The brief was to create artwork that would visually render Burn's work ina contemporary light, thus bringing the Bard's poetry to a younger audience. Each piece is a double-page spread which interprets one of Burns’ poems or songs. The imagery is often photographic, sometimes illustrative, and necessarily typographic, but tries to avoid clich├ęd Scottish images such as thistles, tartan and the traditional portrait of Burns.

On A Suicide - Robert Downie.

The overall quality here lacks consistency, but the visual styles, and the attempts to communicate thematic ideas are surprisngly strong for such a formative group. And for some of them this was a first introduction to the genius of Burns.

Check out the book in pdf format. The title is due for publication in 2010.

Coming Up With The Anser

Wednesday, 1 July 2009

Design classics always have a number of pre-requisites to their success - a fresh or inspiring visual aesthetic, a unique brand logo or name, and an improvement or innovation in function. Think of the Nikon F SLR Camera, the Lego Brick, or more recently, the Apple iPod. Another great example is the PING Anser putter - the most influential and copied design in golf equipment.

Ping Anser 2009

Like many great designs, the PING Anser arrived with a spark of genius at just the right time. The aformentioned pre-requisites emerged as the design was developed, and the unique naming aspects of the branding fell into place almost by accident.

The Idea
The inventor of the PING Anser was Karsten Solheim, an engineer at General Electrics in Phoenix, Arizona during the 1950's. During the week he was designing jet fighter components, and at the weekends he was playing golf, and struggling to hole putts. In attemtping to modify his putter, he came up with his own design - something where the shaft of the putter attached to the head in the middle, rather than at the end, thus balancing out the weight distribution. The idea was to produce a more pendulum-based, repeatable stroke, making it easier for golfers of all abilities to putt more consistently.

actual sketch and prototype PING, 1959.

Innovative Functionality
The design had a rather industrial and ugly look to it, and featured a hollow interior and a brass head. Once the prototype was built, it made a peculiar 'ping' sound when it made contact with the golf ball, and so Solheim christened it the 'PING' putter. Despite the clunky looks, Solheim's initial tests showed that the centre-shafted balance greatly improved the functionality of the club.

Solheim spent the next seven years developing his design into a commercial model. During the 1960's, the golf equipment market was dominated by established sports brands like Wilson, Spalding and MacGregor. There seemed little hope for a fledgling start-up to compete with these giants, but Solheim obviously believed in his design, and resigned from GE in 1966 to found Karsten Manufacturing, the parent company of what would become the PING brand.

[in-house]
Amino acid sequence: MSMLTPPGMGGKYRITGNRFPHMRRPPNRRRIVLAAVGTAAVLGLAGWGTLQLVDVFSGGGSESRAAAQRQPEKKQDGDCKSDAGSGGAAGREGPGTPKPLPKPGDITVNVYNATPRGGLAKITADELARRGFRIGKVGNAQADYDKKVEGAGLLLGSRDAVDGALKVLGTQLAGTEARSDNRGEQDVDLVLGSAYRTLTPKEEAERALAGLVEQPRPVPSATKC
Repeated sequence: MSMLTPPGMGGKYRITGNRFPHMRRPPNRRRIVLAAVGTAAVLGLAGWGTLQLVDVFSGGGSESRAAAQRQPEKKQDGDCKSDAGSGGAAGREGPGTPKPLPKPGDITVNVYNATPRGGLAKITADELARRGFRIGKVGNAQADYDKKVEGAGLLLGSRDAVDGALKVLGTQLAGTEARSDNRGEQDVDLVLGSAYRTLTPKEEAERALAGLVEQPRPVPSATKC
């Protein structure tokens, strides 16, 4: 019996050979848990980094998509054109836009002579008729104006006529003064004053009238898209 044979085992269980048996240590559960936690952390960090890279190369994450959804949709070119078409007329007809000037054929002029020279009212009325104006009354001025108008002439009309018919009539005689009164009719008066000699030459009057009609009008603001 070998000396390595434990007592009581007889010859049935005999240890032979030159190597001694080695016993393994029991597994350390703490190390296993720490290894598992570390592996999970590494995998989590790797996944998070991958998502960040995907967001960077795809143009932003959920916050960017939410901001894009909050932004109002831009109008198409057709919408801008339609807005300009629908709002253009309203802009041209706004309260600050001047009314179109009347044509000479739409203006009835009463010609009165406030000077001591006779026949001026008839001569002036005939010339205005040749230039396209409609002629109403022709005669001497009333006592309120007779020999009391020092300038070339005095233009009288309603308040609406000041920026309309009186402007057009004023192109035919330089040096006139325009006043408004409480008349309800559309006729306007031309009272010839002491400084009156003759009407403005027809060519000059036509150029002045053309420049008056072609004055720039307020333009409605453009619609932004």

Branding and Name
What happened next is the stuff of design legend. Solheim apparently sketched out an improved design on the back of an old 78 RPM record sleeve in his garage. He then ran into the kitchen and told his wife he had found 'the answer for the problems in putting', and at her suggestion, the new design was named the 'Answer'. But because that was too long to fit on the putter, in a moment of inspiration, Solheim shortened it to just 'Anser'. The brand name was born - 'PING Anser'.

Visual Aesthetic
The new design, this time in more durable Manganese, featured a cavity-back interior for heel-toe balance, and a tiny 'slotline' gap along the sole of the face which enhanced the 'ping' sound at impact. There was also an unusual offset hosel, a slightly bowed grip, and the words PING and Anser on the heel and toe, along with a unique serial number.

PING Anser, 1968.

The machined contours, golden head, and futuristic name of the Anser was unlike anything else on the market during the 60's. It fitted in perfectly with a generation in the grip of technological revolution, sci-fi futurism, and the Space Race. Within a year, Julius Boros had won the U.S. Open with a PING Anser, and the club's critical acclaim was matched by commercial success.

The 'Anser' went on to become the most popular putter in golf history. In 1984, when the original patent expired, just about every manufacturer adopted the heel-toe design, and every modern putter owes some form of debt to PING. Solheim set the benchmark for equipment engineering and testing, for entreprenurial spirit, and for sheer design brilliance.

This year, PING is celebrating its 50th Anniversary. The company, now run by Solheim's son John, still continues to produce innovative golf equipment, and the brand name and its collective visual identity has become iconic in the world of sport.